Over time, further iterations of this virtuous cycle led to blocking actions. The company became more visibly motivated and started to invest more deliberately in integrating ESG outcomes into its strategic decision-making processes. This virtuous spiral is catalysed and supported by the shift to greater gender diversity and equality.
Ebtehal Alrawaily, iSAW International, said: “Gender equality is not a target to accomplish or a number to mark, but instead it’s a mindset to create and a lifestyle to live by.”
Joyce Aiko McCulloch, Ai Inclusion, DE&I Consulting, CEO, explained: “The positive symbiotic relationship between ESG goals and gender equality goals is undeniable. ESG and equality benefit all genders and require the engagement of all genders to make it a reality. This report goes beyond the analysis to promote tangible actions to make this a reality. It is possible one action at a time to create our new reality.”
Dr Lysette Davis, Honors Instructor and Project Oversight International Educator, PhD, University of Arizona W.A. Franke Honors College, added: “This work is significant because when gender equality seems impossible, we need real tangible steps to make change through collaborative efforts. If we do the work, then gender equality can be real. We need all of us. We can do this.”
Regan Bakke, Honors Student at University of Arizona W.A. Franke Honors College, continued: “I learned that the inclusion of women is a businesses’ superpower. I focused on the environmental aspect of ESG in businesses, and from that research, it is clear sustainability cannot be achieved without women at the forefront of businesses.
They are the leaders of climate movements, and they statistically suffer from climate-driven hazards more than their opposing gender. With a woman’s perspective, a business can only make more knowledgeable and successful decisions on how to become a sustainable face in this world.”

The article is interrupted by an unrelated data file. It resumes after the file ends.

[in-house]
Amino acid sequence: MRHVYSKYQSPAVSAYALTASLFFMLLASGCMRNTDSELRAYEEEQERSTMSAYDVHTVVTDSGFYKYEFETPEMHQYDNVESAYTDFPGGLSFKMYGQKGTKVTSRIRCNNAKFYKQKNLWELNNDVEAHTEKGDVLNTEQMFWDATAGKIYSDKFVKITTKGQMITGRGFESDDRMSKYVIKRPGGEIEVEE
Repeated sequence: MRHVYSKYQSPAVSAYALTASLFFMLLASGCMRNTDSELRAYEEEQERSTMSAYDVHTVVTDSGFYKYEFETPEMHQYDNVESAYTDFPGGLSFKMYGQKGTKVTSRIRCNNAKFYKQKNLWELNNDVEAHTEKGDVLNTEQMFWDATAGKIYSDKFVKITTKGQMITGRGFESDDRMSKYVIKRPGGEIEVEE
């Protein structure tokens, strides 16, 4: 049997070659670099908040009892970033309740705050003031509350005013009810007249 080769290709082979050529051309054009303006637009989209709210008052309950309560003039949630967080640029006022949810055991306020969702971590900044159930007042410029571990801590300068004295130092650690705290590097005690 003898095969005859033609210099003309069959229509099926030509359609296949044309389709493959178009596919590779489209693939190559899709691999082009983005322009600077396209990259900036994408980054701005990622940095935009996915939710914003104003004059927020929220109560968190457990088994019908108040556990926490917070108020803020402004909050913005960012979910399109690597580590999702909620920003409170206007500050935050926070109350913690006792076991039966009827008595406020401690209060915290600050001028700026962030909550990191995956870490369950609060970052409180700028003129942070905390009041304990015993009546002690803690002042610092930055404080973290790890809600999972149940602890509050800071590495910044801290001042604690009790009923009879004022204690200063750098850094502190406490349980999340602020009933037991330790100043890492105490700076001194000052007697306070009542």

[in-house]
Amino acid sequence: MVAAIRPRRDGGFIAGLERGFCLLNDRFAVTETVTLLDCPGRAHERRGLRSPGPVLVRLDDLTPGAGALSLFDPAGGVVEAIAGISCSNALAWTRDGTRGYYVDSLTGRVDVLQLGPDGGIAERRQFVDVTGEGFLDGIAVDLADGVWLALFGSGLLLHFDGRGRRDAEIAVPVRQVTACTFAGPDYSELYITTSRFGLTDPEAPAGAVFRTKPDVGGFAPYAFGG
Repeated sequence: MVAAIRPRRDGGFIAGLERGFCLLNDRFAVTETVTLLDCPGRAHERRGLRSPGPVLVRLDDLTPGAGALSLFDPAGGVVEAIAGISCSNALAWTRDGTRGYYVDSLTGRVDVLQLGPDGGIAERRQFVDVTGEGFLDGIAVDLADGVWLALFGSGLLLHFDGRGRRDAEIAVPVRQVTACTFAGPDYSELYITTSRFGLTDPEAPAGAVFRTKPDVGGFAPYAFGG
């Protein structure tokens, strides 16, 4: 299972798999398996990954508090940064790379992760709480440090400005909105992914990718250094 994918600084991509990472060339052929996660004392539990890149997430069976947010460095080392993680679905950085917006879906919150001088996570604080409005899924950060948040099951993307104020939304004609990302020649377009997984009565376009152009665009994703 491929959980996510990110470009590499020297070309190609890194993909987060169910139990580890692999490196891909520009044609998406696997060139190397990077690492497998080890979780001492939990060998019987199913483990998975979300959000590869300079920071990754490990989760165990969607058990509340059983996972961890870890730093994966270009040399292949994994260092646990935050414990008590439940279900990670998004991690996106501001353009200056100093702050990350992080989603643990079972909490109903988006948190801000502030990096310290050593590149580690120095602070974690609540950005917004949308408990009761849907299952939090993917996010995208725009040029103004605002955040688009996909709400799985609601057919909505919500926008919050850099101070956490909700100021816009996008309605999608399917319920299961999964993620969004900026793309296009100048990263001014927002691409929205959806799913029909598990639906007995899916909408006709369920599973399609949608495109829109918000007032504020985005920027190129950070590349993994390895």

Claire Hamlin, ESG and DEI Head and Partner, Q5 Consulting, pursued: “Many businesses are now realising the intrinsic link between our big societal challenges and our big existential ones (such as the climate crisis)!
“I’m proud to have been part of this research that provides a great framework through which business leaders can start to understand the true impact of gender diversity and how this can be an accelerator of progress against sustainability.
“The challenge of sustainability transformation is huge, yet the opportunity to tackle gender equality whilst achieving progress on ESG targets is clear. I would strongly encourage you to read the report!”
Nancy Speidel, iSAW International, said: “The ESG Gender Equality report uses a futuristic approach that reinforces the urgent need to accelerate gender equality on a global scale.
“Gender Equality is not a stand-alone item in ‘S’; it is linked to and is an enabler for every component of ESG. The ESG Gender Equality report demonstrates how business can take action and accelerate both ESG and Gender Equality.”
Saar Ben-Attar, Ascent-Growth Partners, concluded: “It is the new generation that is challenging us to create diverse, innovative, purpose-full organisations. Without them, reaching gender equality within two decades could not be envisioned, let alone accomplished.”
The full report can be accessed here.